- West Ham United 0 Arsenal 6: what does this tell us about where Arsenal is going?
- West Ham v Arsenal – Trossard’s astounding record, the scandal and the team
By Tony Attwood
I can’t answer the question in the headline completely since the official league page covering statistics, isn’t listing fouls per club although it lists pretty much everything else. Now why is that?
But according to the figures in the Guardian – which I think come from official sources, West Ham produced 17 fouls in this weekend’s match against Arsenal. Their average for the season is 10.8 fouls per game. That puts them very roughy midtable when it comes to fouling. 17 puts the beyond the orbit of Pluto.
Which makes it rather alarming that West Ham could, according to these figures from the Guardian, which as I understand it are taken from official Premier League data supplied just to journalists, up their fouling rate so dramatically.
Now I have thought for some time that some clubs do go into matches with a deliberate policy of fouling the opposition and they do adopt this tactic just occasionally in specific games to avoid being reprimanded by the League. But this appears to be a level of response within a match, which is quite extraordinary.
What’s more according to WhoScored Arsenal are fouled on average 10.8 times a game – so this was way up for Arsenal on the receiving end, too.
But there is another comment that is also worrying – one that suggests that Arsenal actually didn’t play very well at all. It comes in the Guardian and says, “It will be tempting to describe West Ham’s performance as wretched, dreadful, slack, an abdication of professional responsibility because it was all of these things. But this is also to dignify it with a shape and a recognisable set of flaws. This was instead something else, an absence, a West Ham-shaped hole.”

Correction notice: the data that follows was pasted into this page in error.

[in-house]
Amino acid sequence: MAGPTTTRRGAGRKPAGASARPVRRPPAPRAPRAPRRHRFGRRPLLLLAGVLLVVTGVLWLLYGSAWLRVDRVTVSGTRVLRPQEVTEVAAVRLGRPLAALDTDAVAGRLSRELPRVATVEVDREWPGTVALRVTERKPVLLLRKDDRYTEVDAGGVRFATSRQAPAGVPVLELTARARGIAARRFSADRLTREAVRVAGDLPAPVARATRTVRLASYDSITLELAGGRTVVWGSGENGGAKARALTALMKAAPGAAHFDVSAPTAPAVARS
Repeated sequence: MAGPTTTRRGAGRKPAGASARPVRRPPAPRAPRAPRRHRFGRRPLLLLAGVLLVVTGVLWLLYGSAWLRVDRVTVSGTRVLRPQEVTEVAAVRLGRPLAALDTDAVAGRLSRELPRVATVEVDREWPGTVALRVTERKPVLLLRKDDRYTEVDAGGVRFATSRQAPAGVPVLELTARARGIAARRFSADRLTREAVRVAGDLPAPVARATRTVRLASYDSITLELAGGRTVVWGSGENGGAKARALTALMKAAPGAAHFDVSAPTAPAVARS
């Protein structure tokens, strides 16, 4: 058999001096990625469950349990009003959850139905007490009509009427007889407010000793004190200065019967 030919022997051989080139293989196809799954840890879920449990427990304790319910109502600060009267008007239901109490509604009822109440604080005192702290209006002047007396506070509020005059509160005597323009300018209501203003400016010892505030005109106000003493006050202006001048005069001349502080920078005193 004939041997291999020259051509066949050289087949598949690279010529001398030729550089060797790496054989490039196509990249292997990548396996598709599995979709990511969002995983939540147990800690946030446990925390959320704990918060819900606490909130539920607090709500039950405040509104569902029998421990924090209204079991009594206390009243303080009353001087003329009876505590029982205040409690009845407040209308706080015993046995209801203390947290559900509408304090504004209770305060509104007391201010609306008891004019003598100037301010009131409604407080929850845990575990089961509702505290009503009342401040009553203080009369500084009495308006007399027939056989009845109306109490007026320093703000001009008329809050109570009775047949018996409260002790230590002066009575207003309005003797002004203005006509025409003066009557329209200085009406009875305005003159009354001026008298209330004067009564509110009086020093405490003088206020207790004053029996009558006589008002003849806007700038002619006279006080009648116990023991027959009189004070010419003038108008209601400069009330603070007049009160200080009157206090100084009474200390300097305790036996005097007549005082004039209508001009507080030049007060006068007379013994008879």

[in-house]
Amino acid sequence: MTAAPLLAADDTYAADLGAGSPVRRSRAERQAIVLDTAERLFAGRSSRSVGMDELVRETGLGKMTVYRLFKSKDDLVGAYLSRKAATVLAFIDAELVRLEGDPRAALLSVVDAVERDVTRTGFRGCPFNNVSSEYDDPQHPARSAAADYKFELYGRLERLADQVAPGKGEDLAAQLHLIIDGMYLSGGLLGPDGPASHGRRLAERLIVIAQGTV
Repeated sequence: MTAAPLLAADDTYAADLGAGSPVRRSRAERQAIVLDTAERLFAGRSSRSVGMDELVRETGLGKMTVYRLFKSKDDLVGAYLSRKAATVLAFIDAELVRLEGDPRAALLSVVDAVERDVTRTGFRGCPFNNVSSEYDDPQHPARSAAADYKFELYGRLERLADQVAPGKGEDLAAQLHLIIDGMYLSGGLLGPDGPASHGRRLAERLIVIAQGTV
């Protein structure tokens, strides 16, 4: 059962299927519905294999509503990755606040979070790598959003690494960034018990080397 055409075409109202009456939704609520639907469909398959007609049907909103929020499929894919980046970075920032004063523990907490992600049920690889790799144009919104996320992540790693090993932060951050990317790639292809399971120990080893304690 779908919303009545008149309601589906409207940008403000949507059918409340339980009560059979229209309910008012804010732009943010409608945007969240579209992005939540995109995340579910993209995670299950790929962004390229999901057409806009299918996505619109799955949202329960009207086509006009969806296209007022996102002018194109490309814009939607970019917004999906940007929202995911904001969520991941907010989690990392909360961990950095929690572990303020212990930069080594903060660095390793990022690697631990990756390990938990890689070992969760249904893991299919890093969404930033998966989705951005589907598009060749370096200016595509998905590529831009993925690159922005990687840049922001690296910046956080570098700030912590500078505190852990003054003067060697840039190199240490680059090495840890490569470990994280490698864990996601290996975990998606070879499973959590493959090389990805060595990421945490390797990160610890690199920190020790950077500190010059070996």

So Arsenal not that good then, it was just WHAM didn’t turn up. OK, that’s an argument, but it would be good then to see this expanded into a debate on “why?”
Before this game, West Ham had conceded 36 goals in 24 league games – which rather obviously is 1.5 goals a game. Why on this occasion did that figure leap up to six goals in a game? My reaction would be say it was because Arsenal were so good, but the media won’t have any of that. The Guardian puts the whole reason for the result on West Ham.
To me that looks and seems ludicrous, but for all the usual sillyness that one expects in such reports there is an interesting coda. In the final three paragraphs the article says that what might just carry Arsenal forward is its combination of “energy, will, and youth.” On that they could be right – although I’d add “overseen by Arteta and the team”.
To overcome other teams, the article argues, Arsenal “need to make noise, to be disruptive, to be as relentless as they were against Liverpool, to be hungrier, wilder, more tightly bonded” than the opposition.
The piece continues, “It is also why Arsenal will celebrate, will seek to create their own internal story, to be wilder, more intense. “It’s a tactic, a vibe, an attempt to write a success narrative…..
“It might come unstuck in the end. But here they replicated that same collective energy on the pitch, and reduced West Ham to a team playing a half‑remembered version of their own game.”
I really despair about most of that article, such as the comment (seemingly almost obligatory in all articles on Arsenal) that Arsenal are “still looking like a team that probably could do with a proper centre‑forward.” I mean, having just won 0-6 and just two goals behind the media’s beloved Liverpool… really? Do Liverpool need one as well, in that case?
Of course this was just a couple of days after the in-studio TV football commentators were saying,
“Just get down the tunnel. You’ve won a game, three points, you’ve been brilliant. Back in the title race, get down the tunnel. I’m serious, honestly… “By all means enjoy it, but enjoy it by being disciplined!”
We have for a long time been very fed up with the Discipline Police approach that Sky and some other broadcasters adopt in which they take the view that they alone know how people should behave.
Indeed it is a sad fact that within a lot of British journalism, the constant undertone is, “we know how you should behave, and we are watching you.”
So it was great to see Arsenal being able to call that out, and for quite a few other people to turn on Sky and people like Nevillie and Carragher who have for far too long set themselves up as the absolute arbiters of what is and what is not acceptable in football, and indeed of how anything in football can be analysed and perceived.
Their view is that football only exists in the way in which they interpret it. I think that’s wrong, but if they insist on that, then it is equally true that Sky’s football coverage only exists in the way I interpret their coverage, and I think it’s crap. Which is not a very intellectually rigorous comment – but neither were the comments made by the Sky people.
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